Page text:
Biden’s Call for Stimulus Runs Into Swift Republican Opposition
Senate Majority Leader Mitch McConnell, a Republican from Kentucky, center, wears a protective mask as he departs a news conference at the Hart Senate Office Building in Washington, D.C. (Photographer: Stefani Reynolds/Bloomberg)

Biden’s Call for Stimulus Runs Into Swift Republican Opposition

President-Elect Joe Biden’s call for Congress to pass a larger-scale stimulus package ran into swift headwinds, with downbeat comments from a senior Republican senator.

Biden, in his first remarks dedicated to the economy since winning the Nov. 3 election, on Tuesday called on lawmakers to immediately pass a bill like the $2.4 trillion measure passed by the Democratic-led House before the election.

“Right now Congress should come together and pass a Covid relief package like the Heroes Act,” Biden said Monday in Wilmington, Delaware.

Senate Appropriations Committee Chairman Richard Shelby made clear that’s not coming soon. “We’re not going to pass a gigantic measure right now -- and the question is will we pass it later? Doubtful,” he said, hours after Biden spoke.

Shelby’s response suggests Biden faces the same stalemate that confronted President Donald Trump, who failed to press Senate Republicans into backing a multi-trillion Covid-19 relief package. GOP members instead favor a roughly $500 billion proposal.

‘Targeted’ Preference

“Start with the skinny bill,” Shelby said. “We had targeted it to various needs of small business and hiring. Keep the economy going, not a wish list of fixes for political, social problems.”

Assuming there is no deal during the lame-duck session of Congress, it will be up to the Biden administration to work with lawmakers starting in January on fiscal aid that economists and the Federal Reserve say is vital to support the economic recovery.

House Speaker Nancy Pelosi and Senate Democratic leader Chuck Schumer have pushed for their comprehensive package, citing the resurgence of Covid-19 cases as one factor demanding a bigger response. But Senate Majority Leader Mitch McConnell has pointed to bigger-than-expected declines in the unemployment rate and to the development of vaccines in arguing for a targeted bill.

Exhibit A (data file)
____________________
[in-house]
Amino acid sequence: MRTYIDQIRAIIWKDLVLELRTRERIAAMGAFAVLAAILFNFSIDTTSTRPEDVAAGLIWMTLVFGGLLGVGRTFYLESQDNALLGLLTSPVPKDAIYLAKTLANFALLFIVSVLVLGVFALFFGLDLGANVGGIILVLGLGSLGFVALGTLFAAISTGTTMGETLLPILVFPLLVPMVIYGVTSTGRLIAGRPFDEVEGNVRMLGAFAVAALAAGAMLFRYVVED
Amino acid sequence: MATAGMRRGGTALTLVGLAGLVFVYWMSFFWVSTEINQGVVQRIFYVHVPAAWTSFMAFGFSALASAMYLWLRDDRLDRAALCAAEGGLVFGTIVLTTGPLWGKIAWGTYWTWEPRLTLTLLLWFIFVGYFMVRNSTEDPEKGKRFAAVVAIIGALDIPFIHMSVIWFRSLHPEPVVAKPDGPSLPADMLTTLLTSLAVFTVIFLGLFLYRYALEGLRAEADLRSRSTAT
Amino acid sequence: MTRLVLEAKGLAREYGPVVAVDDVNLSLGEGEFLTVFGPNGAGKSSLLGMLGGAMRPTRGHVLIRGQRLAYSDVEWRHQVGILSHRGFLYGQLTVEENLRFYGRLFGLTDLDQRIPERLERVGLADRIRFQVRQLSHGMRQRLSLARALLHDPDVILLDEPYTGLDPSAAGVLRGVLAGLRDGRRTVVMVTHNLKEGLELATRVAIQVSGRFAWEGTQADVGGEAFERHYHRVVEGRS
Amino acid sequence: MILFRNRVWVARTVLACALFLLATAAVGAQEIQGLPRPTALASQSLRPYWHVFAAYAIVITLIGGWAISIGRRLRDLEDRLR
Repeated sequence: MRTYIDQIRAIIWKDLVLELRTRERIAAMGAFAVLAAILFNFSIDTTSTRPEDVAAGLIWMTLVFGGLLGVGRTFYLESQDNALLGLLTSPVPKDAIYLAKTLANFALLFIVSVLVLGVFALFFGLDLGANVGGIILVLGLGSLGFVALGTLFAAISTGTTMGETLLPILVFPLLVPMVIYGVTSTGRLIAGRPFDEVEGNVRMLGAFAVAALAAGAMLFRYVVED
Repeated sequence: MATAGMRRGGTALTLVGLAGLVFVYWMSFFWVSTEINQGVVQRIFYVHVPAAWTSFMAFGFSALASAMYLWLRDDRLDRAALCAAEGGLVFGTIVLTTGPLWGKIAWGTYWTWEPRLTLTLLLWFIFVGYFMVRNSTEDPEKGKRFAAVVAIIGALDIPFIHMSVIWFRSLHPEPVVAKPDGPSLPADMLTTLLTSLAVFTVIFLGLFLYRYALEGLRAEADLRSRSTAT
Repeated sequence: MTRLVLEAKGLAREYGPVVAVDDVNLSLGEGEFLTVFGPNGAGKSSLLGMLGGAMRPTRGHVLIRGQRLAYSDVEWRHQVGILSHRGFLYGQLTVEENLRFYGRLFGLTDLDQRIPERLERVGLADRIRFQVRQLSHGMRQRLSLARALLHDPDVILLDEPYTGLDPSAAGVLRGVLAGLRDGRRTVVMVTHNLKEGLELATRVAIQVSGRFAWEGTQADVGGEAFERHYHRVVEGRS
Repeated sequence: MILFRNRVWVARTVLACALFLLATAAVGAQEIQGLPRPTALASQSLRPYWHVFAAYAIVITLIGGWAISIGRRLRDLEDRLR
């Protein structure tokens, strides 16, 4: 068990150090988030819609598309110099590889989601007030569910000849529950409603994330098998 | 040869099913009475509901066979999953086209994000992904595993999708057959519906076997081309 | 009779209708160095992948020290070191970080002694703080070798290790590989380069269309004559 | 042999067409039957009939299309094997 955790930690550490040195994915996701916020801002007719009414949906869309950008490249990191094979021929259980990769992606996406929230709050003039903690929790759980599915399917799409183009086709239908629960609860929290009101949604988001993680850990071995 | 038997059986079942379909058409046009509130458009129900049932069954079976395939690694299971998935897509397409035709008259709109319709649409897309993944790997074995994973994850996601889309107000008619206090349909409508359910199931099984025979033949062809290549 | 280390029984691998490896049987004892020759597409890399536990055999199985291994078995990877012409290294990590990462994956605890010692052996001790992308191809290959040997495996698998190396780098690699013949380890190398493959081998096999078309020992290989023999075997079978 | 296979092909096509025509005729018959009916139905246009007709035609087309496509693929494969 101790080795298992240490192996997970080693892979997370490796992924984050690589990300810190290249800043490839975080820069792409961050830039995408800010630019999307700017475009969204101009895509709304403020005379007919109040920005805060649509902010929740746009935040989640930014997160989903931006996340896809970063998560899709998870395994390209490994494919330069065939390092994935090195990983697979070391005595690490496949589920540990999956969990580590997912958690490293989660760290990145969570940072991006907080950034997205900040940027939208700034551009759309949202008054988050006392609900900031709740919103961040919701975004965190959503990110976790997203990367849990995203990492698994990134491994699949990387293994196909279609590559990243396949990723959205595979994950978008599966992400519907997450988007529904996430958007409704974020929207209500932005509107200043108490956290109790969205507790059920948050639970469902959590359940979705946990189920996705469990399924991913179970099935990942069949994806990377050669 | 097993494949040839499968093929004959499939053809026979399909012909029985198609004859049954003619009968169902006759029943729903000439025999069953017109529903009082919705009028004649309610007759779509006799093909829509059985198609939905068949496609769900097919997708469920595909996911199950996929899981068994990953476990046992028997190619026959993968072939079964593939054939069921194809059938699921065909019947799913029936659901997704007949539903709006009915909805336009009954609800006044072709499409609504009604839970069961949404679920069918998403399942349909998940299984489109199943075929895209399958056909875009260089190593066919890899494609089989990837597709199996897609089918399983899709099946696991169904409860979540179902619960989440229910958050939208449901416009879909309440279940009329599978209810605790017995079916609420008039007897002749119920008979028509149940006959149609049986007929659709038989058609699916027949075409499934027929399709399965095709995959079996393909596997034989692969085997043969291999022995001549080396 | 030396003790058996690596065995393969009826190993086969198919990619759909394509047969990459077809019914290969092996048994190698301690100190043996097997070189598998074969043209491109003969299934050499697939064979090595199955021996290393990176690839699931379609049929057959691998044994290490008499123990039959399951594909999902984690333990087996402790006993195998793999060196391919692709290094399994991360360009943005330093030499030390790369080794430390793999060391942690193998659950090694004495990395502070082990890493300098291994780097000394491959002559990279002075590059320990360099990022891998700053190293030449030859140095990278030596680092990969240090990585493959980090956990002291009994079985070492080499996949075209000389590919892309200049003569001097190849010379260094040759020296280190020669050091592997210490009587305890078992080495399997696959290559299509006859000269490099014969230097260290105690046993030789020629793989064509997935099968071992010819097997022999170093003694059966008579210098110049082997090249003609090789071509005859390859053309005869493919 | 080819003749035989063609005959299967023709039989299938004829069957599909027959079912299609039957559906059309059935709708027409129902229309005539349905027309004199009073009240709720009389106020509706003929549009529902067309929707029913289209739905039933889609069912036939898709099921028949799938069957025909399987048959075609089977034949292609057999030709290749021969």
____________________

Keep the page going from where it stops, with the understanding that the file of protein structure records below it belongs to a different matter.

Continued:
At least some Covid-19 assistance could potentially be attached to a vital spending bill that will be needed to avoid the federal government shutting down after Dec. 11 -- when current funding runs out. House and Senate negotiators are working on an omnibus package that would include appropriations bills for funding through next September.

Senator Roy Blunt, a member of McConnell’s leadership team, said Monday the “most critical” aspects of Covid relief could be added to that omnibus package. While he wasn’t aware of any such decision, he observed that there appeared to be “more interest” in that solution than a separate stimulus bill.

Even so, there’s bipartisan opposition to attaching a whole stimulus package to the omnibus bill or any stopgap spending measure, according to Senator Roger Wicker, a Mississippi Republican.

Also unlikely for now, according to Wicker, is help for the airline industry or fresh funding for the Paycheck Protection Program, which helped small businesses if they kept workers on payrolls. But “tomorrow is another day,” he said, suggesting it could be something to look at next year.

Democrats who met with Pelosi Monday for a weekly leadership meeting said stimulus didn’t come up. Still, Majority Leader Steny Hoyer said it is “absolutely essential morally that we do something to take care of these people who are having such dire straits.”

Asked how Congress could break the impasse, Hoyer said: “You know how you do that ? Try.”

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